George Tillotson from Greene, New York, enlisted with the 89th New York Infantry in November of 1861. This ambrotype (photograph made on glass) and a series of letters from the summer of 1862 remind us that soldiers and their families faced hardships on the home front as well as on the battlefield. George had been in the army for five months and was stationed at Roanoke Island, North Carolina, when his wife, Libby, sent him the photograph featured here. The photograph was damaged in the mail and began a heartbreaking series of...
- ›› Keywords : photography
by Elena Colón-Marrero, Christopher Newport University Class of 2014
One would think that growing up in a town rich in colonial and Civil War history would inspire an appreciation for that history. My experience living in Fredericksburg, Virginia, was quite the opposite. Fredericksburg’s history as a home for the Algonquian-speaking peoples, a port city in colonial Virginia, and a strategic location during the Civil War was all around me. However, I became desensitized due to numerous field trips to battlefields; constant references...
In October 1862, Mathew Brady opened a photography exhibition at his studio in New York City. Entitled The Dead of Antietam, the exhibition attracted large crowds and brought the war home in a way that news articles and casualty listings could not. On October 20, 1862, an editorial in the New York Times explained that “the dead of the battle-field come up to us very rarely, even in dreams. We see the list in the...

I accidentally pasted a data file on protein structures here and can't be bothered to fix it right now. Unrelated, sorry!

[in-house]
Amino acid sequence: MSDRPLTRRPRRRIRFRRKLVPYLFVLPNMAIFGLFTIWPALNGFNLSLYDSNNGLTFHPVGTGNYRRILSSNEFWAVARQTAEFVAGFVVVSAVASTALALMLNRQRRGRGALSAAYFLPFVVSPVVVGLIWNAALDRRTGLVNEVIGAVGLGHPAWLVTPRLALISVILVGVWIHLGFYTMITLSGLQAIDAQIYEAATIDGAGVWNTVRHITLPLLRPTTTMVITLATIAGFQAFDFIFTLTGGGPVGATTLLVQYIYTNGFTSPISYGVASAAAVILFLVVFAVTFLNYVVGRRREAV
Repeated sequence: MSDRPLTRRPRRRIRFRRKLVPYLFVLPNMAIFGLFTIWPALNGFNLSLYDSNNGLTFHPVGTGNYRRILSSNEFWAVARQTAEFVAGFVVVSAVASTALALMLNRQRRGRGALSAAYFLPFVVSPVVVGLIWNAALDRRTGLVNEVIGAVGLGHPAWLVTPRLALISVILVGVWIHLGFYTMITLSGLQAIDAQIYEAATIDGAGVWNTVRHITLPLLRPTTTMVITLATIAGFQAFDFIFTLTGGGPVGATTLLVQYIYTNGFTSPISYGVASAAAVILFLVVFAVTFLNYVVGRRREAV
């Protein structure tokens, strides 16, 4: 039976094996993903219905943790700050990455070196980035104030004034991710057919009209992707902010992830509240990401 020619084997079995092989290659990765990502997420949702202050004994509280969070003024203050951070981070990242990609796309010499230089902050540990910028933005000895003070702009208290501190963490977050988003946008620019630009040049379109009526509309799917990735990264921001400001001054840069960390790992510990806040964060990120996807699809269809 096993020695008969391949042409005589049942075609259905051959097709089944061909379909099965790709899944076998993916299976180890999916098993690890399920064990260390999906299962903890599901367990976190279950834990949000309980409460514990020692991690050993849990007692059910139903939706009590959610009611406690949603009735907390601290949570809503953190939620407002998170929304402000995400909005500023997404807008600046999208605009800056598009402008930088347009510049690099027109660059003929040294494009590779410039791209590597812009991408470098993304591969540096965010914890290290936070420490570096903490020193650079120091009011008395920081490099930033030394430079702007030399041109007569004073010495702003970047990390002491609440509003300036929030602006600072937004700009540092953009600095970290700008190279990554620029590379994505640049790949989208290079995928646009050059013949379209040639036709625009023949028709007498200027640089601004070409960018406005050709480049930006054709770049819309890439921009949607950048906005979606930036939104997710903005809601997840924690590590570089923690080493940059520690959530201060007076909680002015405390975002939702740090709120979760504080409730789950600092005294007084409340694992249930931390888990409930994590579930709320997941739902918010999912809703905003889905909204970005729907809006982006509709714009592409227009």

Carol Quirke examines the photography of Dorothea Lange and how her work has influenced our understanding of the Great Depression.
A tree falls on a shed and all but destroys it. A passing student notices that from a certain angle the portion of the shed still standing looks just like a man on horseback. It is uncanny; a talented artist could hardly do...
Harold Holzer discusses the careers of the famous Civil War photographers Mathew Brady and Alexander Gardner.
Glossary Term – Person
Jacob Riis (1849–1914) was a New York journalist and reformer. In 1890, Riis published How the Other Half Lives: Studies among the Tenements of New York, an exposé describing the terrible living conditions in New York City’s poorest neighborhoods. The successful book inspired public outcry for urban reforms.